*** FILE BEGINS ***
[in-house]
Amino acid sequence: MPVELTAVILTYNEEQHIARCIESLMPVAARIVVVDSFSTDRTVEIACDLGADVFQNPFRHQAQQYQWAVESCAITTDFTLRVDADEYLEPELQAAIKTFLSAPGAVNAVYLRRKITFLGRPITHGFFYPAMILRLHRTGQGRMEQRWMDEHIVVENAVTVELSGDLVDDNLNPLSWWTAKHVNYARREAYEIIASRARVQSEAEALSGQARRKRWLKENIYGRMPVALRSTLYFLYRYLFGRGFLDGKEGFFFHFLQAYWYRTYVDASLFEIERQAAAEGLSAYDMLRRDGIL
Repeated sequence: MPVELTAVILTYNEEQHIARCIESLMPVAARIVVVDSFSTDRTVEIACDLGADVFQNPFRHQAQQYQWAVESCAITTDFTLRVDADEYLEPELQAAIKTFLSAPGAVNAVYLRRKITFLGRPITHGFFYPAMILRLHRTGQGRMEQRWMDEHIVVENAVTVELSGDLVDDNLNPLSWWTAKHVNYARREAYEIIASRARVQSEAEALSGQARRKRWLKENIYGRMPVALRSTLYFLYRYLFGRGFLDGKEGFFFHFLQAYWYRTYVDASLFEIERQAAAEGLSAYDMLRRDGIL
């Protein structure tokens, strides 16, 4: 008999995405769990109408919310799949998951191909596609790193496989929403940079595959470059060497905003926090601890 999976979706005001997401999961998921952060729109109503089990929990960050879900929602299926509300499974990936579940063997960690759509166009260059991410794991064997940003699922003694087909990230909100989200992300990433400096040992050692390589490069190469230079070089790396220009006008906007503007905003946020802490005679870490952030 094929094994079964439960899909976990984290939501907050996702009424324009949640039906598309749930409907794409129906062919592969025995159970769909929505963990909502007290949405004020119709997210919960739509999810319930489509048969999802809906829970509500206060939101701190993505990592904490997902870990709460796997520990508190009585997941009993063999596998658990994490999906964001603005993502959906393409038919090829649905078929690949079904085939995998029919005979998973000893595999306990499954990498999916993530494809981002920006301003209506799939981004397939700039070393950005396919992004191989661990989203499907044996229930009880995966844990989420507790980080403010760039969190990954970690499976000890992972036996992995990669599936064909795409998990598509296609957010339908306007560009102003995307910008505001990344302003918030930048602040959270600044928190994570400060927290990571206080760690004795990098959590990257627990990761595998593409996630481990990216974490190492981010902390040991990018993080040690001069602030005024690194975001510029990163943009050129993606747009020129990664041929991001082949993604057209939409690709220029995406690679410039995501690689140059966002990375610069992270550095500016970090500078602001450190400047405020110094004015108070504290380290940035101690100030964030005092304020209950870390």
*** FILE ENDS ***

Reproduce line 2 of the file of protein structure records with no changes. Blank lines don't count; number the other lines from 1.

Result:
Amino acid sequence: MPVELTAVILTYNEEQHIARCIESLMPVAARIVVVDSFSTDRTVEIACDLGADVFQNPFRHQAQQYQWAVESCAITTDFTLRVDADEYLEPELQAAIKTFLSAPGAVNAVYLRRKITFLGRPITHGFFYPAMILRLHRTGQGRMEQRWMDEHIVVENAVTVELSGDLVDDNLNPLSWWTAKHVNYARREAYEIIASRARVQSEAEALSGQARRKRWLKENIYGRMPVALRSTLYFLYRYLFGRGFLDGKEGFFFHFLQAYWYRTYVDASLFEIERQAAAEGLSAYDMLRRDGIL